In 2010, every other newspaper article had the word “promulgation” somewhere. Then soon after, we were treated to “devolution” “gubernatorial”, “running mate” “strongholds” “amicus curiae” among several others. Kenyans love buzzwords and titles. They discover one, and they will dwell on it like it has an expiry date coming soon. There is a new buzzword in town: nascent.
Nascent has been widely used to describe the Kenyan mining sector by, well, everybody. This mirrors the view that Kenya is poised to be a mineral resource powerhouse and so is this well founded given the fact that there has been good news coming from Turkana, Kitui, Kwale among many other places.
Looking back, anyone might remember the then energy minister, Mr. Kiraitu Murungi, rounding up journalists to show them a bottle with some dark liquid that was supposed to be a sample of oil. The visibly excited minister announced that we had struck oil in Turkana (and Turkana became famous again). The excitement was widely shared as we all pictured a country full of wealth. What was even better, we knew there was more from where the bottle came from and perhaps other places. A few years down the line, we have not been disappointed as evidenced by the spate of mineral discoveries not only in Turkana but in other places in the country.
However, it is important to note that a lot has happened since the “ngamia” moment. To start with, there is been a bill going around and is set for cabinet approval. It (the Mining Bill 2013) is ostensibly meant to ensure everyone, that is, the mining firms, the local communities and the government, get a fair share of the mining proceeds. Besides, it places burdens on mining firms to remediate the environment after closure of the mining activities among other mitigating measures including undertaking real development projects to benefit local communities. This is however not a new concept considering that, best practices, the environmental management and coordination Act and the Environmental Impact Assessment regulations already dictate so.
What is however, a little new is the aspect of the local’s 35% equity in the mining firms. This obviously scared financiers in the mining sector. Kenyans should be made to understand that before a bottle or deposits are confirmed, there is an expensive and time consuming gamble that is heavy investments on exploration and other preliminary activities. One would recall that so many explorations have been done and abandoned in Kenya, with mining firms counting their losses.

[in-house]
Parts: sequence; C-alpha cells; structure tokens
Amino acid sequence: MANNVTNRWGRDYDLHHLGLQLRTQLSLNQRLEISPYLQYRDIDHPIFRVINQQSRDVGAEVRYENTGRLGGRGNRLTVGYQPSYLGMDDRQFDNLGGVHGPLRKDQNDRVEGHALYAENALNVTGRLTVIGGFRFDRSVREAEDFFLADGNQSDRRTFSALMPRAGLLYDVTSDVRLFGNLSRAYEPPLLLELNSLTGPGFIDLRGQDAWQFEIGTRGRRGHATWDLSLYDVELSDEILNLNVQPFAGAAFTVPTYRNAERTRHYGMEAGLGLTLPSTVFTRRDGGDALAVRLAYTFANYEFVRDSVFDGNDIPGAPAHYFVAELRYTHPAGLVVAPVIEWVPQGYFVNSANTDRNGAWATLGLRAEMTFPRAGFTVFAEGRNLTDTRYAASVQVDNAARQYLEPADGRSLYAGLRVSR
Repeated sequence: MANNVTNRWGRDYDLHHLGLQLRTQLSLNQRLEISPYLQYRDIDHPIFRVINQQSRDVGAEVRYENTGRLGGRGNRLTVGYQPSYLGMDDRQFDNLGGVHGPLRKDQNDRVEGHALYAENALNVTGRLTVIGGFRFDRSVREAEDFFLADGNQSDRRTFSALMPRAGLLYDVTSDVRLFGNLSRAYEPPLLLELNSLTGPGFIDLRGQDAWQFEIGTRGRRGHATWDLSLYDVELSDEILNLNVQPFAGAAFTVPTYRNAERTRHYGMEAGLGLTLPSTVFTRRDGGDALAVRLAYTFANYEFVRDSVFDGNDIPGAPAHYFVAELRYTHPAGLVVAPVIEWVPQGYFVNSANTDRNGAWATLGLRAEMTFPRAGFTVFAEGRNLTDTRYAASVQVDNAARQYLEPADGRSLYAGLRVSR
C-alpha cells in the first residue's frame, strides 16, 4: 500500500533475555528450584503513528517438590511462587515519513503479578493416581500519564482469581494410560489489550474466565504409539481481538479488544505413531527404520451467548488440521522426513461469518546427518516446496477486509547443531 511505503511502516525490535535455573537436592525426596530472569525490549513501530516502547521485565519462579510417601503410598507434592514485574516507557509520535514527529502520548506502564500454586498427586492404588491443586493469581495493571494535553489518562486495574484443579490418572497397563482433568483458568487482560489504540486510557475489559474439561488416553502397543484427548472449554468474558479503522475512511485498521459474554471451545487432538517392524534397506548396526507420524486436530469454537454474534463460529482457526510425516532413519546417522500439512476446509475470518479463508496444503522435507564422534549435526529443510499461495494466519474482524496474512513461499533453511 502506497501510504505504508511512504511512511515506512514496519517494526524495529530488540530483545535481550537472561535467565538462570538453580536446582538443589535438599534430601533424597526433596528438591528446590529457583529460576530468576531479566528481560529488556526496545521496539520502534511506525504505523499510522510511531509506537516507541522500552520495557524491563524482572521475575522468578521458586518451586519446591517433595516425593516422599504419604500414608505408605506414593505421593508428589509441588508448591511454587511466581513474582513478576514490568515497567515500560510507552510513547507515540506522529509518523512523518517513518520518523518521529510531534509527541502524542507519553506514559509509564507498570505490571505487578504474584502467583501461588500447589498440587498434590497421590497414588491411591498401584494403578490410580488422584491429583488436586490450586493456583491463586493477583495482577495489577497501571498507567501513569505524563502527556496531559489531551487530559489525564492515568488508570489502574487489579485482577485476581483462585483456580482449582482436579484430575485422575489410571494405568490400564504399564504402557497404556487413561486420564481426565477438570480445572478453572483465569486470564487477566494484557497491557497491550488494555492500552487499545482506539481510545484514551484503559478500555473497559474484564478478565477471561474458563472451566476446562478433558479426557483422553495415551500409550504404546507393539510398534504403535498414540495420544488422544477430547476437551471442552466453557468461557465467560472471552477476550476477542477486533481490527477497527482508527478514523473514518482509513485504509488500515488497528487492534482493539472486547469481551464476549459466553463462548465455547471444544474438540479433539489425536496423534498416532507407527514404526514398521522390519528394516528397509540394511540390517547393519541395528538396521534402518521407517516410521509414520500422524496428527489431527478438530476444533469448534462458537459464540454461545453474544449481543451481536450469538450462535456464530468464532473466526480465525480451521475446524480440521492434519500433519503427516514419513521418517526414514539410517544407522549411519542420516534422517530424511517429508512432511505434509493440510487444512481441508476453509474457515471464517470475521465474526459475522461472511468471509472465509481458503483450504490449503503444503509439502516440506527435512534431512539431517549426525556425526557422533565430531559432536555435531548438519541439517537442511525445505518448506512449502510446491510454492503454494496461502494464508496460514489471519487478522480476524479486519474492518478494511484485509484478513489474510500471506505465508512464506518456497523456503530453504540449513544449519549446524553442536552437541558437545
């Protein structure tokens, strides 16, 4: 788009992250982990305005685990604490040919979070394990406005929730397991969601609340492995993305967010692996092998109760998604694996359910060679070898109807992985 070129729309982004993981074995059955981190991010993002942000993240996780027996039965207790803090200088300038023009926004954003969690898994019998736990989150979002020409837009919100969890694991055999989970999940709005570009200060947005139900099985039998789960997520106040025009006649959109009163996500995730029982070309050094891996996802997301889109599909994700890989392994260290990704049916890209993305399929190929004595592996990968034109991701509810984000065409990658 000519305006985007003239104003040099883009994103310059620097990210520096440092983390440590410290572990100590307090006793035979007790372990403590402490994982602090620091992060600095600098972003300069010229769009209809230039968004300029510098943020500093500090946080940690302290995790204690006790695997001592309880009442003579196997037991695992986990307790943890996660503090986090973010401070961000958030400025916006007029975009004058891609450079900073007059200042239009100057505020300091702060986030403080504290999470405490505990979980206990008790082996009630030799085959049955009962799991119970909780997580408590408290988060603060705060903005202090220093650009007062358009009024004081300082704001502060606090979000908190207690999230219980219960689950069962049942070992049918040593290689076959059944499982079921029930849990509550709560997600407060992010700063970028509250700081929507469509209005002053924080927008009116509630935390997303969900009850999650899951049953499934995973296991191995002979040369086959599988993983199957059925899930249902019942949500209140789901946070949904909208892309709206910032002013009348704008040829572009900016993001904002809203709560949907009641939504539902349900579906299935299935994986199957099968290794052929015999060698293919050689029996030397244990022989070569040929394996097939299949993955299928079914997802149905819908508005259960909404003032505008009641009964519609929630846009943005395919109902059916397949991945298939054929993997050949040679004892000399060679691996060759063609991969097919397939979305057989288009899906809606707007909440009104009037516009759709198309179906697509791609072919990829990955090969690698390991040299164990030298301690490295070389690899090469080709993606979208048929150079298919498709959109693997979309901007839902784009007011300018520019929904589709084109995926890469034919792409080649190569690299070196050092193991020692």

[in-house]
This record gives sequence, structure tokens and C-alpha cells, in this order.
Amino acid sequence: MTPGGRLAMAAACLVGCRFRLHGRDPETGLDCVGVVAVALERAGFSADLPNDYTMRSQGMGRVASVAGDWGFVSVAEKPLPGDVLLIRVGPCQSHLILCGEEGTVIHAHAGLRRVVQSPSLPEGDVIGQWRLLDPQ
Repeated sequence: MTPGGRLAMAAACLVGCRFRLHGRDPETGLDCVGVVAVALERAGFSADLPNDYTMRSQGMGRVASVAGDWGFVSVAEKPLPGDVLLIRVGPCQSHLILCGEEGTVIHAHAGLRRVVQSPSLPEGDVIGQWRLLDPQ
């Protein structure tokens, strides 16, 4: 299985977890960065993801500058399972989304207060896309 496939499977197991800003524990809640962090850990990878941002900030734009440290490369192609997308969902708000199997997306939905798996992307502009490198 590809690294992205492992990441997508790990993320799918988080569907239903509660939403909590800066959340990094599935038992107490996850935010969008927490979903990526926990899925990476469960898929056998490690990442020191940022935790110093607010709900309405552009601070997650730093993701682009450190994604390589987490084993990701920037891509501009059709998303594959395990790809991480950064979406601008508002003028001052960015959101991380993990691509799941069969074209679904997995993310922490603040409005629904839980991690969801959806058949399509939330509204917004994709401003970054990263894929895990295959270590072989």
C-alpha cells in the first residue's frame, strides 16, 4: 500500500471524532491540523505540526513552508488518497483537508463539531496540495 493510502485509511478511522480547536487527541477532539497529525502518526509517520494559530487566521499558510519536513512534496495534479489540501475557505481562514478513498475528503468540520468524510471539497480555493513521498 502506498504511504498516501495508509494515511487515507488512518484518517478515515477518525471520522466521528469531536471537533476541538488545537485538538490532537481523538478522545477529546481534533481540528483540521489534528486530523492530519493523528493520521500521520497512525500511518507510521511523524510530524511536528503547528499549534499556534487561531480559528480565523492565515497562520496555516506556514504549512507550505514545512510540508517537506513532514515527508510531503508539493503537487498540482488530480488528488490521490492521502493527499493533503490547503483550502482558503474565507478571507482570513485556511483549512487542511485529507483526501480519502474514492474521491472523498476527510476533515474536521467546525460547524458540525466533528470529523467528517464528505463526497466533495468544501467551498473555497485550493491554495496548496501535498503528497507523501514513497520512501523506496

This should inspire us to put ourselves in the shoes of the firms. The firms take heavy business risks and therefore deserve their often nice profits if any. It is how business works. Big risks mean heavy losses (sometimes everything) or better profits. It is what the government should understand, its what the local communities should understand.
We, as Kenyans, miss the point when we start feeling exploited when there would have been nothing to fight had someone not taken the trouble to find it. Whereas we are entitled to a fair share in the benefits, we should not scare away mining firms while at it.
The recent events of arbitrary license revocations can only hurt Kenyans, the government and the mining firms we so much need to access our hidden treasures. Notably, mining issues, just like as it is in exploiting a common resource, requires extensive consultations at all levels. Transparency and accountability is in therefore the key to success in benefiting from mineral resources both as local communities and the government. There must be goo faith and genuine and clear intentions This, arguably, leaveS no place for arbitrary, unilateral, knee-jack reactions by any powerful individual. This is particularly so if such actions have such consequences as cancelling mining licenses and stopping the mining activities altogether. Kenyans are in the same breath hoping that such actions were not based on individual interests or corruption as alleged.
We all know that corruption as well as lack of transparency and accountability is the main reason neither the government nor the local communities do not benefit from what would otherwise be a blessing to everyone. In fact, history is replete with extreme examples of places where there are enviable mineral resources such as diamonds and gold that have been reduced to warzones and misery. The local communities regard the diamonds or gold as a curse, a source of all their troubles. Equally plenty are events of mining activities that result in avoidable environmental disasters that leave long lasting impacts eating into several generations of local communities. Better still, we have seen or read severally in the media of mining proceeds that only line the pockets of corrupt politicians and mining firms for many years.
The above scenarios are what we need to avoid and to do so, every stakeholder must be accommodated. It is the only way our government will earn revenue; the local people will get their share while ensuring environmental sustainability as well as full disclosure and fair sharing of proceeds without hurting investor confidence.